Whilst names such as Ricardo Bomba, Villa Box, Fogo Baiano, Electric Boogies and Batista Junior may not be household names, they tell an untold, yet rich and important part of musical history in Brazil. The release also covers a decade that has been intentionally forgotten and brushed aside by many in the country.
Onda De Amor is a release that is loaded with smooth grooves, bubbling bass, glistening synthesisers, funk strutting guitar lines and sheen of production that undeniably marks it of its time. For Kaiser this compilation is about reintroducing music during a period of reappraisal, catching a new wave and hoping contemporary listeners will ride it with him. “The idea is to do justice to these songs. Songs that combine all the right ingredients that should have put them on radio playlists when I was growing up or at least in the cases of more adventurous DJs”.
Millos Kaiser is a DJ, digger, vinyl junkie/dealer born in Rio de Janeiro and living in São Paulo for the past 8 years. He launched the dance party/club night Selvagem with partner Trepanado in 2010, bringing thousands of dancers one Sunday a month to a public square in the heart of São Paulo.”
Best yet from Tessela on his Poly Kicks label, substituting stilted 4/4 and breakbeat patterns for a slinkier, supple and hypnotic style with little concession to his proper techno drive.
In Sorbet it sounds like this transition is occurring before our ears as his syncopated drums gradually grate their cogged teeth into a a sort of coarsely fluid swing smoothed out with contrails of diva vocals subtly contoured into rave peaks.
By the time we get into Diving on the B-side his drums have worn down to a frictionless roll of B-More breaks underlined with brooding Reese bass pressure like some early ‘90s KMS ace.
Beneath does K-Pop on his latest plate for Mistry.
We jest: he’s back on that UKF/post-dubstep grind with typically shark-eyed swerve, churning up jabbing drums in a mire of boggy subs and amorphous spectral dub FX on Special Offer, which drips off into a dead tangy 2nd half after the drop, before Kushty rolls out slower and more rhythmelodic with hypnotic chiming lead contrasting the cut’s pendulous bass pressure.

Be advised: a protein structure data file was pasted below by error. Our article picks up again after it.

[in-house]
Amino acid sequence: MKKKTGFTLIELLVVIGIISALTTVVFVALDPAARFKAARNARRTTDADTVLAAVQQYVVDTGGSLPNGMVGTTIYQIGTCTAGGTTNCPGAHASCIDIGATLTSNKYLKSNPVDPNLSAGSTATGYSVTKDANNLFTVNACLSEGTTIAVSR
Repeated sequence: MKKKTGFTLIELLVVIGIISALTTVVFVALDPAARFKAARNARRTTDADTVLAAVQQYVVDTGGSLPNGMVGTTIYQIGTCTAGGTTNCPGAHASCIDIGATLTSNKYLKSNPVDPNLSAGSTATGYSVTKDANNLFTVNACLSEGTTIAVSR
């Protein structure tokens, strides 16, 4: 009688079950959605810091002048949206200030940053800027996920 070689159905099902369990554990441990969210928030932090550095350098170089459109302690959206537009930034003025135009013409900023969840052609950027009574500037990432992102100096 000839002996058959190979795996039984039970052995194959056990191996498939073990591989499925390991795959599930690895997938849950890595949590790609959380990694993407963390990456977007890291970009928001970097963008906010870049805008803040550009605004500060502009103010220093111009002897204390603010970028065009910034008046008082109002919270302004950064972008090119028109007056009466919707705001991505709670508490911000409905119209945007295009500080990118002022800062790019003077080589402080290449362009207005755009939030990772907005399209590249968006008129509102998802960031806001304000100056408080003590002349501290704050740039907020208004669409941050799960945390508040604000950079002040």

Nowt flashy, but it works so well.
Clark coughs up two balls of anthropomorphic rave on Warp
Gunning for peak times with the cavernous bangs and harmonic hypersonics of Honey Badger, then swanging out with a funkier variation in the AFXian dissonance and kick drum permutations of Pig.
Reissue of Moodymann’s The Telephone EP , featuring Forevernevermore (Remix) - an electroid reshuffle of his classic 1998 cut - backed with the devilish broken beat swerve of Telephone Blue, both exclusive to this 12”.
The Forevernevermore (Remix) is prefaced by an sawn-off anecdote that could go somewhere juicy, just before it’s cut off into a subtly filtered and tweaked version flush with the original strings, but nudged with a tighter electro swing. On the other side, Telephone Blue serves some of KDJ’s deadliest chops, initially sounding like Soundhack on the sampler, then hustling some of his deepest, swingeing drums, seemingly done live and loosey goosey in-the-mix.
After a searing run of releases and remixes, Ancient Methods makes the natural move to working with vocalists in The Asking Breath Comes To Each, teaming up with Tropic Of Cancer, Huren, Zanias, and Azar Swan for a distinctive new addition to AM’s carefully expanding catalogue.
The sole preserve of Michael Wollenhaupt for some years now, in the last few years Ancient Methods has carved towards working vocals to deadly effect on a number of remixes for everyone from The Soft Moon to Wolfsheim, beside his own edits as Room 506.